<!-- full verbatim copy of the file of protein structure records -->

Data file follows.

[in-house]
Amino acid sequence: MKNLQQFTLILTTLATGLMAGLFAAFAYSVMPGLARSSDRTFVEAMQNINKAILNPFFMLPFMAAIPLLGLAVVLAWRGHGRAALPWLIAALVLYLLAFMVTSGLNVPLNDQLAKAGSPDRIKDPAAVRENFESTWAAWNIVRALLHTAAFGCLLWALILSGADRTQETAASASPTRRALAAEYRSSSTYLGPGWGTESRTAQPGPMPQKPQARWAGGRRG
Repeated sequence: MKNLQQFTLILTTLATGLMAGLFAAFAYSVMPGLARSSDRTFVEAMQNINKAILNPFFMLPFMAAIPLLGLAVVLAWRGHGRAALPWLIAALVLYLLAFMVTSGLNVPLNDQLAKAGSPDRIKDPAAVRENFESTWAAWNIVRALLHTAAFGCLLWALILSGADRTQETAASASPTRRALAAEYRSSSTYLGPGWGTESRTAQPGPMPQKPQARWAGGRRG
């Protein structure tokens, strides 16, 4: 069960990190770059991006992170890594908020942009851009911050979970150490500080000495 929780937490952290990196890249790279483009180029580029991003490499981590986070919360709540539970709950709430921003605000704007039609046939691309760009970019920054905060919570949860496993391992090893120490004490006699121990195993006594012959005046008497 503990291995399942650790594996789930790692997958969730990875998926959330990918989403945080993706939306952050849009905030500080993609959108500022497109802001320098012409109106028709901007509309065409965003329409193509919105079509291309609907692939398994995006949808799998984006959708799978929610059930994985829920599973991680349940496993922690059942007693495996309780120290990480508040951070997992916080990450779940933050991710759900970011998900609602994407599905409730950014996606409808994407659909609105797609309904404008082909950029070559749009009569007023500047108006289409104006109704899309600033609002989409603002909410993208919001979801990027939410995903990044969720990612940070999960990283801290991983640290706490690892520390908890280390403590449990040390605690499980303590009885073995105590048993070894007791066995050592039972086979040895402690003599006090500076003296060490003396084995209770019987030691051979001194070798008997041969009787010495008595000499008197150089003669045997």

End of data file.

[in-house]
Amino acid sequence: MKNLQQFTLILTTLATGLMAGLFAAFAYSVMPGLARSSDRTFVEAMQNINKAILNPFFMLPFMAAIPLLGLAVVLAWRGHGRAALPWLIAALVLYLLAFMVTSGLNVPLNDQLAKAGSPDRIKDPAAVRENFESTWAAWNIVRALLHTAAFGCLLWALILSGADRTQETAASASPTRRALAAEYRSSSTYLGPGWGTESRTAQPGPMPQKPQARWAGGRRG
Repeated sequence: MKNLQQFTLILTTLATGLMAGLFAAFAYSVMPGLARSSDRTFVEAMQNINKAILNPFFMLPFMAAIPLLGLAVVLAWRGHGRAALPWLIAALVLYLLAFMVTSGLNVPLNDQLAKAGSPDRIKDPAAVRENFESTWAAWNIVRALLHTAAFGCLLWALILSGADRTQETAASASPTRRALAAEYRSSSTYLGPGWGTESRTAQPGPMPQKPQARWAGGRRG
């Protein structure tokens, strides 16, 4: 069960990190770059991006992170890594908020942009851009911050979970150490500080000495 929780937490952290990196890249790279483009180029580029991003490499981590986070919360709540539970709950709430921003605000704007039609046939691309760009970019920054905060919570949860496993391992090893120490004490006699121990195993006594012959005046008497 503990291995399942650790594996789930790692997958969730990875998926959330990918989403945080993706939306952050849009905030500080993609959108500022497109802001320098012409109106028709901007509309065409965003329409193509919105079509291309609907692939398994995006949808799998984006959708799978929610059930994985829920599973991680349940496993922690059942007693495996309780120290990480508040951070997992916080990450779940933050991710759900970011998900609602994407599905409730950014996606409808994407659909609105797609309904404008082909950029070559749009009569007023500047108006289409104006109704899309600033609002989409603002909410993208919001979801990027939410995903990044969720990612940070999960990283801290991983640290706490690892520390908890280390403590449990040390605690499980303590009885073995105590048993070894007791066995050592039972086979040895402690003599006090500076003296060490003396084995209770019987030691051979001194070798008997041969009787010495008595000499008197150089003669045997």